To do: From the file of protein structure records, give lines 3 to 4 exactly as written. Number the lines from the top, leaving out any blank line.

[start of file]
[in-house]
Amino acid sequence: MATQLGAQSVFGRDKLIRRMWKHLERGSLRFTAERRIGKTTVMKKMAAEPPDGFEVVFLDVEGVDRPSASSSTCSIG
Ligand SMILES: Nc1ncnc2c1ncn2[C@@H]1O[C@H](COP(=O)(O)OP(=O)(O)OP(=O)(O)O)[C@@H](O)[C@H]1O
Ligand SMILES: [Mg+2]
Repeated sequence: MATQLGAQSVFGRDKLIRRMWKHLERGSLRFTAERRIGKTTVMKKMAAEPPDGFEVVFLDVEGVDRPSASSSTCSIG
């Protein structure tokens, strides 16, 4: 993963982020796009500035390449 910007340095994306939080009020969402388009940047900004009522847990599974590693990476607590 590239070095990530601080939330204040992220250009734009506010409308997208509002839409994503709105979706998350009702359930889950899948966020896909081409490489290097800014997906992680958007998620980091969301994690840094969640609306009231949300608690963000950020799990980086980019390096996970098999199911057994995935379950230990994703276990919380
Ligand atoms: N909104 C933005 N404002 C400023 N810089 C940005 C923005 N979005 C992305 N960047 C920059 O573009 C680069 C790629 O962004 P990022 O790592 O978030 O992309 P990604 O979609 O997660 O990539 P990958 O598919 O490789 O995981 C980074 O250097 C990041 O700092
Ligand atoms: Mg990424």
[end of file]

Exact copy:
Ligand SMILES: Nc1ncnc2c1ncn2[C@@H]1O[C@H](COP(=O)(O)OP(=O)(O)OP(=O)(O)O)[C@@H](O)[C@H]1O
Ligand SMILES: [Mg+2]